There was no mention of anything, past sheer Transfiguration, really. He really was woefully behind, due to all the time he'd been practicing bad habits. Thankfully, he was just as adept at playing catch-up as ever, and by the time the sun was setting, he'd reabsorbed much of the problematic material.
There was an awkward pause, near the end, while Hermione picked up her things again. Zabini frowned, a hand in one of his pockets. It almost seemed as though he might have been about to say something to her. But instead, he merely gave her a glance, and headed out the door.
She pursed her lips irritatedly, but was stopped by a tiny hand on her shoulder.
"I'm very proud of you, Miss Granger," said Flitwick.
Hermione found that was enough.
Hogsmeade that weekend was nothing short of a mass stampede. The students, both frantic from studying and in need of last-minute Christmas presents, could have been mistaken for wild animals.
Hermione, on the other hand, had of course prepared adequately for Christmas already. When Harry and Ron gave each other shifty looks, she was fully aware that they were trying to think of a way to get rid of her so they could pick up her Christmas presents.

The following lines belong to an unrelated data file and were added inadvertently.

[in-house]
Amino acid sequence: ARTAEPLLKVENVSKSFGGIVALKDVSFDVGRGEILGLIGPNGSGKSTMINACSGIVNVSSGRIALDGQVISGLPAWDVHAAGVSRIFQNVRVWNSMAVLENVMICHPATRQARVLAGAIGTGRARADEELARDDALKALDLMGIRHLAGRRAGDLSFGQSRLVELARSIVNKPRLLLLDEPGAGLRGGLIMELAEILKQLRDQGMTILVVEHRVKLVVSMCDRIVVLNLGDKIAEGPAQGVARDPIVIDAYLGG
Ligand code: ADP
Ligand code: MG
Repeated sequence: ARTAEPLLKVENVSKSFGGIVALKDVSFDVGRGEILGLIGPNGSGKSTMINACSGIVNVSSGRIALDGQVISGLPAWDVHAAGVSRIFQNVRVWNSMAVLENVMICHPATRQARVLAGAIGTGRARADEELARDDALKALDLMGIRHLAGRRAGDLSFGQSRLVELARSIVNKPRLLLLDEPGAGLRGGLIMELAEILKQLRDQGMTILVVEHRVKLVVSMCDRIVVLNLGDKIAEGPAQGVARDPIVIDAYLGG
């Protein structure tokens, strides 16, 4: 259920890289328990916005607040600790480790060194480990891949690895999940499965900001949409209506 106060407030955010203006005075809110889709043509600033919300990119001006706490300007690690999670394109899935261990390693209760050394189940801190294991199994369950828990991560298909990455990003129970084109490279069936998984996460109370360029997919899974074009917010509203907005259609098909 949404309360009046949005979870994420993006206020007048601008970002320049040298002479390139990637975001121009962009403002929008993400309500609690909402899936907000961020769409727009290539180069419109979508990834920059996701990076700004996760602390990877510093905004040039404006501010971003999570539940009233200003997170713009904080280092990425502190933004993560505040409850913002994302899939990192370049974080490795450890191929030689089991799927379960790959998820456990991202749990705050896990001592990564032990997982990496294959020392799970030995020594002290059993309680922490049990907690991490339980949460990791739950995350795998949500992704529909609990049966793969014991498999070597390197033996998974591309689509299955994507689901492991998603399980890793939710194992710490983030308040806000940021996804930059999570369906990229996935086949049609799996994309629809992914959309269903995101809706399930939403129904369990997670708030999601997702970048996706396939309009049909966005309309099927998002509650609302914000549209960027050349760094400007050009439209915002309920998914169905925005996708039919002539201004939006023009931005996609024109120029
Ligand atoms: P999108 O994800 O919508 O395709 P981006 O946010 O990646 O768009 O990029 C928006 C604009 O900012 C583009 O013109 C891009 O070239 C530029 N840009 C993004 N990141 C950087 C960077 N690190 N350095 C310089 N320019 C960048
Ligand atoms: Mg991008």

"I'll go get a butter beer, shall I?" she asked politely. She only barely held back a snort as they both sagged in relief.
"I think so," said Ron. "That's a- good idea. In fact, we'll come join you, um..."
"...after we've taken another look at the Quidditch store," Harry put in helpfully.
Hermione smiled. "I'm sure I'd just be bored," she said accommodatingly. "I'll see you after you're done in the Quidditch store, then."
Funny, that they were headed for Flourish and Blott's instead. She decided to just as politely ignore that part as well.
The Three Broomsticks was packed with people come in from the snow. She had to lever her way through quite a few people to reach the line in front of the bar, and a quick look around convinced her that there wouldn't be any tables free unless half the room decided to vanish the other half. Considering the dirty looks a few people were getting, it might have been a little more likely than normal.
In spite of the large number of people, she was still surprised to find herself stumbling over someone's foot as she turned from the bar with her mug. She recovered herself rather well, she thought, but the somewhat thick laugh let her know that it was someone's crude idea of a funny joke.